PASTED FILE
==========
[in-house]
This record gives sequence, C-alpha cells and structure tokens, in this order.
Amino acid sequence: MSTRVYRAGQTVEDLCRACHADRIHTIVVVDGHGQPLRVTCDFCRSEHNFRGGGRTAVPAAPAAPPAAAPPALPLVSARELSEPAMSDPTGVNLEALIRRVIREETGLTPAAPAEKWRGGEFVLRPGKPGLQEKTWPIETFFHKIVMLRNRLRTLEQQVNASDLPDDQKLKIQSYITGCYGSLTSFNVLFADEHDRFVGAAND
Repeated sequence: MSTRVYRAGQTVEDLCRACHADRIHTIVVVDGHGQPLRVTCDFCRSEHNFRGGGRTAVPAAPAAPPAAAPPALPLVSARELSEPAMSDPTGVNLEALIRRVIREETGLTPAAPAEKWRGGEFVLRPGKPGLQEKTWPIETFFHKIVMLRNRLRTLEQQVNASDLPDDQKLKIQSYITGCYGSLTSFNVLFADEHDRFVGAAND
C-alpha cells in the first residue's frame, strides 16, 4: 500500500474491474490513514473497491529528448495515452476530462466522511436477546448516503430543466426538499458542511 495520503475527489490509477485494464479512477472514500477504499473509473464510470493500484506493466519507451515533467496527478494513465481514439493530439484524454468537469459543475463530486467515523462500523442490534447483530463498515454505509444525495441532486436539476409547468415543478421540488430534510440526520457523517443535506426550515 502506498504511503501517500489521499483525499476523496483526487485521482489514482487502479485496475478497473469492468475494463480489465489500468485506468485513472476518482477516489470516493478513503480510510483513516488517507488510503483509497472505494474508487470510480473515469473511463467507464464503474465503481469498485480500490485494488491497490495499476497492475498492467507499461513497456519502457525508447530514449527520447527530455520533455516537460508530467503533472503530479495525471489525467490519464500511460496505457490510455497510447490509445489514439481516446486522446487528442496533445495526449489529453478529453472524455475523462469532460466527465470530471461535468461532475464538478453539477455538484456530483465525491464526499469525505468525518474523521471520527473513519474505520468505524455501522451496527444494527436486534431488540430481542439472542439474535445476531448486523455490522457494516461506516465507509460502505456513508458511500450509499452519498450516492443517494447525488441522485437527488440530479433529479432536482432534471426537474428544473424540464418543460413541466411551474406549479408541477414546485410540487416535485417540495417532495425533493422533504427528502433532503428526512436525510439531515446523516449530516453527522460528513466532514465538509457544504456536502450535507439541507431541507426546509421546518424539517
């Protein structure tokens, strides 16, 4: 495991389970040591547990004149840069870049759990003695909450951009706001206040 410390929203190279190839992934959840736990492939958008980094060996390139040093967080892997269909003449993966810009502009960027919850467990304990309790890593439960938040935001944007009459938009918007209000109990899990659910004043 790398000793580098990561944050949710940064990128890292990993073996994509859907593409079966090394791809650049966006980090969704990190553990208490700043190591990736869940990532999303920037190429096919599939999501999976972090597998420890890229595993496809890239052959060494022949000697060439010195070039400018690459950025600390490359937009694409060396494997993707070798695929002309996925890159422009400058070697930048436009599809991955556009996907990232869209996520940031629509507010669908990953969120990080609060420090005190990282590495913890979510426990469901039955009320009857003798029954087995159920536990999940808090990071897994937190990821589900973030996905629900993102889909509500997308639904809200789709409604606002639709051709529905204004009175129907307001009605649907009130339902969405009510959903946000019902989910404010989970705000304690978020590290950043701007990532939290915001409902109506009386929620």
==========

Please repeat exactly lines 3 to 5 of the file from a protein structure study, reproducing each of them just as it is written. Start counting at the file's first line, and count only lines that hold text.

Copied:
Amino acid sequence: MSTRVYRAGQTVEDLCRACHADRIHTIVVVDGHGQPLRVTCDFCRSEHNFRGGGRTAVPAAPAAPPAAAPPALPLVSARELSEPAMSDPTGVNLEALIRRVIREETGLTPAAPAEKWRGGEFVLRPGKPGLQEKTWPIETFFHKIVMLRNRLRTLEQQVNASDLPDDQKLKIQSYITGCYGSLTSFNVLFADEHDRFVGAAND
Repeated sequence: MSTRVYRAGQTVEDLCRACHADRIHTIVVVDGHGQPLRVTCDFCRSEHNFRGGGRTAVPAAPAAPPAAAPPALPLVSARELSEPAMSDPTGVNLEALIRRVIREETGLTPAAPAEKWRGGEFVLRPGKPGLQEKTWPIETFFHKIVMLRNRLRTLEQQVNASDLPDDQKLKIQSYITGCYGSLTSFNVLFADEHDRFVGAAND
C-alpha cells in the first residue's frame, strides 16, 4: 500500500474491474490513514473497491529528448495515452476530462466522511436477546448516503430543466426538499458542511 495520503475527489490509477485494464479512477472514500477504499473509473464510470493500484506493466519507451515533467496527478494513465481514439493530439484524454468537469459543475463530486467515523462500523442490534447483530463498515454505509444525495441532486436539476409547468415543478421540488430534510440526520457523517443535506426550515 502506498504511503501517500489521499483525499476523496483526487485521482489514482487502479485496475478497473469492468475494463480489465489500468485506468485513472476518482477516489470516493478513503480510510483513516488517507488510503483509497472505494474508487470510480473515469473511463467507464464503474465503481469498485480500490485494488491497490495499476497492475498492467507499461513497456519502457525508447530514449527520447527530455520533455516537460508530467503533472503530479495525471489525467490519464500511460496505457490510455497510447490509445489514439481516446486522446487528442496533445495526449489529453478529453472524455475523462469532460466527465470530471461535468461532475464538478453539477455538484456530483465525491464526499469525505468525518474523521471520527473513519474505520468505524455501522451496527444494527436486534431488540430481542439472542439474535445476531448486523455490522457494516461506516465507509460502505456513508458511500450509499452519498450516492443517494447525488441522485437527488440530479433529479432536482432534471426537474428544473424540464418543460413541466411551474406549479408541477414546485410540487416535485417540495417532495425533493422533504427528502433532503428526512436525510439531515446523516449530516453527522460528513466532514465538509457544504456536502450535507439541507431541507426546509421546518424539517